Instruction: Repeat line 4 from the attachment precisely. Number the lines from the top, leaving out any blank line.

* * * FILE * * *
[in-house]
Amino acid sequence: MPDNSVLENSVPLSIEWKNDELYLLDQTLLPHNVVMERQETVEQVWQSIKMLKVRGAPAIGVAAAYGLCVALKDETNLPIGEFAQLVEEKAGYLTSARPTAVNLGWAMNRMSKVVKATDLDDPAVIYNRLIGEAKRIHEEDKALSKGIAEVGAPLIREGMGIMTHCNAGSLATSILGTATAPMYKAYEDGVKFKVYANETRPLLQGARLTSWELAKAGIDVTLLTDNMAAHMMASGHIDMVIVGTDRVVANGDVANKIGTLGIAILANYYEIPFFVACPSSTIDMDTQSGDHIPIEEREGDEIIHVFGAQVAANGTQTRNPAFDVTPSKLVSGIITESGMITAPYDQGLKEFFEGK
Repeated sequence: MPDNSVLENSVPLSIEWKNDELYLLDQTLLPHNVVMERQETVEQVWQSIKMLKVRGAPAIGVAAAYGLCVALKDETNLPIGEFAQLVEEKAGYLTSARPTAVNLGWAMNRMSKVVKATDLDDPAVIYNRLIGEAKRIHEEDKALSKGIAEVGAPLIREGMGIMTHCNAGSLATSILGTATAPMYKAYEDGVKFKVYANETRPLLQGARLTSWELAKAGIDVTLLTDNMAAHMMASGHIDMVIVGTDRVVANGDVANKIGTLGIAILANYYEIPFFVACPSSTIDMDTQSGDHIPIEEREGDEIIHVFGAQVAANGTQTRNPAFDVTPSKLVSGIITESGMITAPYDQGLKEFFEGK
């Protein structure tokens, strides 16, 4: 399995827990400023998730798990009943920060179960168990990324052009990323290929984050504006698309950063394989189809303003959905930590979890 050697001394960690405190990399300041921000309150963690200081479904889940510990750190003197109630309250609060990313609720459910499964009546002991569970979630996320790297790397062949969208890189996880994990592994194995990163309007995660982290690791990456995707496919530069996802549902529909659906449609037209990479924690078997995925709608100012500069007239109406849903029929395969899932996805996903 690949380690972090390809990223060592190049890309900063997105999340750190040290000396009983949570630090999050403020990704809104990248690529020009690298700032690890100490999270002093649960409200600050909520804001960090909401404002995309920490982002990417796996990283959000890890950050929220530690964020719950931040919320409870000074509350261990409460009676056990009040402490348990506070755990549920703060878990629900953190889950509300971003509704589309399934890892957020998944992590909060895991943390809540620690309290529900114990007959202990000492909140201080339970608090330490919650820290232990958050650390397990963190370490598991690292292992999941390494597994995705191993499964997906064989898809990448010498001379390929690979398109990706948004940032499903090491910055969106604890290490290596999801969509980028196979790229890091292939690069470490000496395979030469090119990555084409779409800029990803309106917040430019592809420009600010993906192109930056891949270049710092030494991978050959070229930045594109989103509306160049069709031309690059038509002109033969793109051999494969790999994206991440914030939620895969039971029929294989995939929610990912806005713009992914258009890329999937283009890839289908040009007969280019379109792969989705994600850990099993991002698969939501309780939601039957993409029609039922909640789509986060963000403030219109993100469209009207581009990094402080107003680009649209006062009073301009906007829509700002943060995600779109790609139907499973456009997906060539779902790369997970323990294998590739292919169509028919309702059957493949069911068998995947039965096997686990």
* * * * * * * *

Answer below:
């Protein structure tokens, strides 16, 4: 399995827990400023998730798990009943920060179960168990990324052009990323290929984050504006698309950063394989189809303003959905930590979890 050697001394960690405190990399300041921000309150963690200081479904889940510990750190003197109630309250609060990313609720459910499964009546002991569970979630996320790297790397062949969208890189996880994990592994194995990163309007995660982290690791990456995707496919530069996802549902529909659906449609037209990479924690078997995925709608100012500069007239109406849903029929395969899932996805996903 690949380690972090390809990223060592190049890309900063997105999340750190040290000396009983949570630090999050403020990704809104990248690529020009690298700032690890100490999270002093649960409200600050909520804001960090909401404002995309920490982002990417796996990283959000890890950050929220530690964020719950931040919320409870000074509350261990409460009676056990009040402490348990506070755990549920703060878990629900953190889950509300971003509704589309399934890892957020998944992590909060895991943390809540620690309290529900114990007959202990000492909140201080339970608090330490919650820290232990958050650390397990963190370490598991690292292992999941390494597994995705191993499964997906064989898809990448010498001379390929690979398109990706948004940032499903090491910055969106604890290490290596999801969509980028196979790229890091292939690069470490000496395979030469090119990555084409779409800029990803309106917040430019592809420009600010993906192109930056891949270049710092030494991978050959070229930045594109989103509306160049069709031309690059038509002109033969793109051999494969790999994206991440914030939620895969039971029929294989995939929610990912806005713009992914258009890329999937283009890839289908040009007969280019379109792969989705994600850990099993991002698969939501309780939601039957993409029609039922909640789509986060963000403030219109993100469209009207581009990094402080107003680009649209006062009073301009906007829509700002943060995600779109790609139907499973456009997906060539779902790369997970323990294998590739292919169509028919309702059957493949069911068998995947039965096997686990």